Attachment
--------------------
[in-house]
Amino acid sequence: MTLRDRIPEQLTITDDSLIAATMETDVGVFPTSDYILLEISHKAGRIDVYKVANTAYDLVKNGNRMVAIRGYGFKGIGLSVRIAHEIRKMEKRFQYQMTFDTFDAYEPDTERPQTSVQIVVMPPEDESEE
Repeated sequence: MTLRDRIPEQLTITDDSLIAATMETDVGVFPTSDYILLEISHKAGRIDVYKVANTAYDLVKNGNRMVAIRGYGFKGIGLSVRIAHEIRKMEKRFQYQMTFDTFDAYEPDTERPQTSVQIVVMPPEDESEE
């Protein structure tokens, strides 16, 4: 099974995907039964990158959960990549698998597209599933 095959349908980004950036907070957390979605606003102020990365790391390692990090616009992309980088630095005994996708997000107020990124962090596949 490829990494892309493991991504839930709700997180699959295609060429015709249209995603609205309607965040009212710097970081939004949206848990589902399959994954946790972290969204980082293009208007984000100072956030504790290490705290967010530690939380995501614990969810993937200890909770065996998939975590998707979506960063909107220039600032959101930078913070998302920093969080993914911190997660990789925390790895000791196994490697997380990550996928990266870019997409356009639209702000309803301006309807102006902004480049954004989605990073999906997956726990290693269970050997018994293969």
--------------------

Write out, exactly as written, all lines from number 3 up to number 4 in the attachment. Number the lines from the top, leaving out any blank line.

Repeated sequence: MTLRDRIPEQLTITDDSLIAATMETDVGVFPTSDYILLEISHKAGRIDVYKVANTAYDLVKNGNRMVAIRGYGFKGIGLSVRIAHEIRKMEKRFQYQMTFDTFDAYEPDTERPQTSVQIVVMPPEDESEE
């Protein structure tokens, strides 16, 4: 099974995907039964990158959960990549698998597209599933 095959349908980004950036907070957390979605606003102020990365790391390692990090616009992309980088630095005994996708997000107020990124962090596949 490829990494892309493991991504839930709700997180699959295609060429015709249209995603609205309607965040009212710097970081939004949206848990589902399959994954946790972290969204980082293009208007984000100072956030504790290490705290967010530690939380995501614990969810993937200890909770065996998939975590998707979506960063909107220039600032959101930078913070998302920093969080993914911190997660990789925390790895000791196994490697997380990550996928990266870019997409356009639209702000309803301006309807102006902004480049954004989605990073999906997956726990290693269970050997018994293969």